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The Party buys some time

When commenting on the recent Chinese stockmarket meltdown, Glenn Reynolds wondered if a prediction posted on Samizdata some time ago could be coming to pass. Whilst exposure for Samizdata on Instapundit is nice, I think Mr Reynolds is wrong if he perceives this stockmarket wobble to be a potential opening salvo of the economic holocaust presaged on these pages early last year. Far from heralding the collapse, it will delay the inevitable.

In spite of a widespread belief in China’s embrace of free-market capitalism, enormous economic distortions characterise modern China’s economy. For example, why is it that, relative to China’s economic footprint, the Chinese stock market is rather pathetically stunted – especially in light of the vast savings pool the Chinese people have accumulated? As mentioned in the above article, the Chinese are great savers and they tend to deposit these savings into bank accounts because alternative investment opportunities are limited compared to those offered to a Western investor. Consider the following:

Why does the Chinese investor not sink his surplus funds into foreign commodities? Because he is restricted from doing so.

Why does he not invest in Chinese stocks? Because he (probably correctly) views the Chinese stock market as being distinctly ropey.

In light of these state-imposed distortive realities, what does one do with one’s savings? One puts them in the bank, of course. Predictably, the banks are awash with deposits. Under these circumstances, the principles of fractional reserve banking have been taken to the extreme in China, allowing the central government to durably zombify huge segments of the otherwise bankrupt state-owned industrial sector by forcing the “big four” state-owned banks to continuously loan depositors’ money to these failed state enterprises, in the full knowledge that these loans will never be repaid.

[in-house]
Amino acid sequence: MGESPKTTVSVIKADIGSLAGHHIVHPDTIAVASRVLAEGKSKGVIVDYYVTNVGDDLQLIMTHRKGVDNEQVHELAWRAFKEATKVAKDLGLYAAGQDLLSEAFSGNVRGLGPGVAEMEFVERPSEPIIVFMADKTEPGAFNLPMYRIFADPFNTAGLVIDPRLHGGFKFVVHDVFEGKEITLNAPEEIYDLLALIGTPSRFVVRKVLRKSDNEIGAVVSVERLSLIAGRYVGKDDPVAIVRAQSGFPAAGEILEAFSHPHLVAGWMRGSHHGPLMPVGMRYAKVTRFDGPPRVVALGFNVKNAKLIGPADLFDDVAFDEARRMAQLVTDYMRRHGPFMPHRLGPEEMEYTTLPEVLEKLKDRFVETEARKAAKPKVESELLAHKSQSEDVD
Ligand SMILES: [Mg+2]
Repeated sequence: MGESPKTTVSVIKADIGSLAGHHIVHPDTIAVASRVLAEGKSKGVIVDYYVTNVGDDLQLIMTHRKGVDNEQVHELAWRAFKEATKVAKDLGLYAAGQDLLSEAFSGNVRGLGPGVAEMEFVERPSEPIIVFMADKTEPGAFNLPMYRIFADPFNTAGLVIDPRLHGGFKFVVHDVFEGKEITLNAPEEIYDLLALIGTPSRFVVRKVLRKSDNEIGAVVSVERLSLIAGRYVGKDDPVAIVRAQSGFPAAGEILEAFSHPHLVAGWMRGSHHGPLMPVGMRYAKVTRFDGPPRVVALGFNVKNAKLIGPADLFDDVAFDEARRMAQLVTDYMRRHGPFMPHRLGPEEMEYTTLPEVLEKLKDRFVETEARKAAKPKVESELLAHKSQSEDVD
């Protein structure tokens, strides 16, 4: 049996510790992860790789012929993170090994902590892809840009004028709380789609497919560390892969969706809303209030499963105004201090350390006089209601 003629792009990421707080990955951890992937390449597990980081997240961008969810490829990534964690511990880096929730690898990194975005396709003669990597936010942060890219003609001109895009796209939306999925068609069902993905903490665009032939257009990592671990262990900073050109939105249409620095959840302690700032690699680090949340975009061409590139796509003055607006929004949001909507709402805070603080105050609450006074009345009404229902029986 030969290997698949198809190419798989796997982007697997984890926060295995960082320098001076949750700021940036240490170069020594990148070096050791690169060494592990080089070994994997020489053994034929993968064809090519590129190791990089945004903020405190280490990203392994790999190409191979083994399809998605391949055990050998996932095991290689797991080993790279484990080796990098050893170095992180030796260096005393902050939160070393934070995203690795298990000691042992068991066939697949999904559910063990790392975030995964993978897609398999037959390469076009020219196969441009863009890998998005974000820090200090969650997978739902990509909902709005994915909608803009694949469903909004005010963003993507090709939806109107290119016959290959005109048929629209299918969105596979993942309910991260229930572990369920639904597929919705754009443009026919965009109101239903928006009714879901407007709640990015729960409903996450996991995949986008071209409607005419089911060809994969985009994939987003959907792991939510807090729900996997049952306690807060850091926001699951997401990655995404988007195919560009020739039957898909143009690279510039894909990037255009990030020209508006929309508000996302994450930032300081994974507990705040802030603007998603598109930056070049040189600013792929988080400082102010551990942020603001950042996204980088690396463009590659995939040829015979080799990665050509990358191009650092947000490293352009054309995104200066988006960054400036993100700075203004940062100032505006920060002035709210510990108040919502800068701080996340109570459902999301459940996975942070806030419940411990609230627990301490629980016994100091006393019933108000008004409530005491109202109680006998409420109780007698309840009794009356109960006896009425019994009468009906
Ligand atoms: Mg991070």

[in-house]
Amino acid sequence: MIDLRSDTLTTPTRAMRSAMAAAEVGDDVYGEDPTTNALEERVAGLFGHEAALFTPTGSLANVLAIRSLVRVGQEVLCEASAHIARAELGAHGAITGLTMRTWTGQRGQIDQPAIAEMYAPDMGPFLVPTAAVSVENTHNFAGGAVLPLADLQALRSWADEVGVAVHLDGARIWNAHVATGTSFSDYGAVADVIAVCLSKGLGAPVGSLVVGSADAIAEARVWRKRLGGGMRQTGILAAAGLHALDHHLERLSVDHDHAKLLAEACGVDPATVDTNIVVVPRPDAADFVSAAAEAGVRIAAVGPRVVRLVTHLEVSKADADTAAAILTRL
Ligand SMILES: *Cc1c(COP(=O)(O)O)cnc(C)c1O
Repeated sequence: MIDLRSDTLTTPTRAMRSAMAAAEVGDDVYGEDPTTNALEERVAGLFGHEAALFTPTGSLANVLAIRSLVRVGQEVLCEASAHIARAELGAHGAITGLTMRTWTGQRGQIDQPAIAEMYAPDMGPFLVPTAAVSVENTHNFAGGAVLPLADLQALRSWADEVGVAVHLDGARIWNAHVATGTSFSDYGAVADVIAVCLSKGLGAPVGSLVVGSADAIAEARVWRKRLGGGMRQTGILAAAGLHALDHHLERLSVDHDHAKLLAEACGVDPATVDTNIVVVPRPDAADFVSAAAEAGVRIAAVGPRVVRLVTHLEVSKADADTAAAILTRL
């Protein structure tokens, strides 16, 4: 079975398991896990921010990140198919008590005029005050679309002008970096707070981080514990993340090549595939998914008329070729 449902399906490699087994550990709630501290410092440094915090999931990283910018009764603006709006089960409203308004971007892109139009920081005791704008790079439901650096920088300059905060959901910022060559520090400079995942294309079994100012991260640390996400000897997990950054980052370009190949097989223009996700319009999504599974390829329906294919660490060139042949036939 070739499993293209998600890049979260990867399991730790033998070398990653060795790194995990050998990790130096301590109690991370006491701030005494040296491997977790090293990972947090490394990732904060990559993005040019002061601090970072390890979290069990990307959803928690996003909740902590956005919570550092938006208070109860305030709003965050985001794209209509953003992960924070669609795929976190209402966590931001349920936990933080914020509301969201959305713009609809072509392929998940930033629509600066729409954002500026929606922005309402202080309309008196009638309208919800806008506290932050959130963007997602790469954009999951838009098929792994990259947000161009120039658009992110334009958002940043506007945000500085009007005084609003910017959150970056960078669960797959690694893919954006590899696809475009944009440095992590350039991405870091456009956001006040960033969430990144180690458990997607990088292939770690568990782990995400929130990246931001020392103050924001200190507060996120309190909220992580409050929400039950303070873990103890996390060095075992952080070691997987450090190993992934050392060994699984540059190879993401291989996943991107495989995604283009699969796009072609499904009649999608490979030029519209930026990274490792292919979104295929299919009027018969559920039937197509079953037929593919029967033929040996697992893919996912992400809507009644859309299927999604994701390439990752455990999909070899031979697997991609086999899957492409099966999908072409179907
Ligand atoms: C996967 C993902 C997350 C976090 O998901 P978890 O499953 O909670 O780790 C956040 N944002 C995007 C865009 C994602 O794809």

This fiscal expedience allows the central government to postpone the nasty (and potentially regime-threatening) hangover that inevitably follows a sustained attempt at central economic planning like that witnessed during the Mao era. Unfortunately, it cannot continue indefinitely. Firstly, it provides no market incentive – the only incentive that works – for the wayward state-owned enterprises to reform. If they do not reform into conventional free-market actors, they will always require such charity. Secondly, this charity can only continue if Chinese bank account holders continue to top up (or at the very least maintain) their balances.